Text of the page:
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Friday, 14 September 2012

Can anyone really have it all, let alone women?

I was asked the other day how I fit everything in. The answer is that I don't. I make compromises all the time. I sometimes feel I can't concentrate on work because I'm worried about my family. I sometimes don't have my full attention on home because I'm thinking about work. Sometimes, I go to bed at the same time as the children because I'm just plain exhausted. I wish I was more organised. I wish I was more tidy. I wish I had thought of Facebook.

In the network I belong to at work, there's always a lot of chat about whether women can "have it all". I hate the phrase, personally. If you haven't encountered it, then a quick Google search will reveal a panoply of articles about the trials of being a modern woman with a full-time job and family.

My first annoyance is that it's such a loosely defined phrase. How can I know if I have it all if you haven't defined "all"? Such an ill-defined phrase is like an airbrushed film star, completely unattainable by normal humans. You'll always assume that it's something better than what you have.

My second and more profound frustration with the phrase is that implies that for decades men have been "having it all" in terms of balancing work with family life, and that somehow women are failing to do successfully what men have done forever.

I don't know about you, but my childhood was not replete with professional fathers playing a full role in the parenting of their children. There wasn't some halcyon era when a high-level job in politics, business, or academia was compatible with leaving at 14:45 because your child-care had fallen through, or just nipping out pick up the kids from French class. Most of those fathers had wives who'd taken a break from their career, and were fully engaged in being a full-time mother.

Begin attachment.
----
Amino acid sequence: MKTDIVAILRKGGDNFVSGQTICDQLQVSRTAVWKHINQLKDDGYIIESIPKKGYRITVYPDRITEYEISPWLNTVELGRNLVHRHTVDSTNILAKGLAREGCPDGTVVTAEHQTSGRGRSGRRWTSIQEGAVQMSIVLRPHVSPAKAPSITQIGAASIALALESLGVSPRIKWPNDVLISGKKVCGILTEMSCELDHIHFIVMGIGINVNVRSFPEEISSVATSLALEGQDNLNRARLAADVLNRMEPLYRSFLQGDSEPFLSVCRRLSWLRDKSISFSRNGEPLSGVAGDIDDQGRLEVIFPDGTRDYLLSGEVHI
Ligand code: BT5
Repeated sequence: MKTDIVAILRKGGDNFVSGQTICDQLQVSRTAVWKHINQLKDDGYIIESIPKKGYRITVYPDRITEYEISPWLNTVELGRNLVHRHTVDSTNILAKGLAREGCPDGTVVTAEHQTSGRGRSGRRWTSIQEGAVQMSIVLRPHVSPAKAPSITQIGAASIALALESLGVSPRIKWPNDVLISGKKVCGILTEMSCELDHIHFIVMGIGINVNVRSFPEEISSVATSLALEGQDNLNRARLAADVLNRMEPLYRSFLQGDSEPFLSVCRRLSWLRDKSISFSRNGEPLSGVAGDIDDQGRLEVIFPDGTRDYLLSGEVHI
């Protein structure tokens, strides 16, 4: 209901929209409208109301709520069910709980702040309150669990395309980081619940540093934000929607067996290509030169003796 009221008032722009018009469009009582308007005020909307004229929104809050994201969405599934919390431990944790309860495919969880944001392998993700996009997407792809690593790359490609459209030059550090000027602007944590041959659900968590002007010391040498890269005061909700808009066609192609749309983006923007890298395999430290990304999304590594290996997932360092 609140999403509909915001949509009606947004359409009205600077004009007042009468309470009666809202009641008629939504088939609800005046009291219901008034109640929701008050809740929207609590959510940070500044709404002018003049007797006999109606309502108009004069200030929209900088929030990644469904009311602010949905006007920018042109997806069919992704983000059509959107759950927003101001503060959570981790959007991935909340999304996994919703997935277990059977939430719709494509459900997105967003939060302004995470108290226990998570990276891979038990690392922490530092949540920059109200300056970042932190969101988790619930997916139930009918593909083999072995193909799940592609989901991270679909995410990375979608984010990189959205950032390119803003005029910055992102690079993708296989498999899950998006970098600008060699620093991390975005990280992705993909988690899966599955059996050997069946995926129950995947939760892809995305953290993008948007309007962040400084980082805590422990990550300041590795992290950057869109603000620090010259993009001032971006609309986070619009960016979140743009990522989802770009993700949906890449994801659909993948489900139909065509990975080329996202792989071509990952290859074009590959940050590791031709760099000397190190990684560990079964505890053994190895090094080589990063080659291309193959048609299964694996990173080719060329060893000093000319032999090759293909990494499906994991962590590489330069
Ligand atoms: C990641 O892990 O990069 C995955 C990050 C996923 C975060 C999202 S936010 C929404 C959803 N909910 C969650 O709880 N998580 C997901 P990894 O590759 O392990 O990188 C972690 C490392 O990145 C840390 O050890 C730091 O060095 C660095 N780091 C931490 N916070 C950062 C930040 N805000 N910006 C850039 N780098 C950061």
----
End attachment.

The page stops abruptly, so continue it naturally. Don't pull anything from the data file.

So, things have changed nowadays, right? Now, both parents can take a full-time job, and the workplace is flexible enough to accommodate. It's easy to raise a family when you both work all week, right? People who can't make it work are the problem, aren't they? Mothers who find they forget a swimming kit because they were thinking about a board presentation are the failure, aren't they? Men are judged just as fairly on their ability to fully participate in their children's lives, aren't they?

Well, no. I've been quietly observing a pattern over the last few years. At work, I've been to a number of events which have drawn together women (and men) who are highly successful. Lawyers, doctors, board members, business executives. I've taken notes. They've talked about what made them successful, they've talked about how hard it is to get to the top of their respective businesses.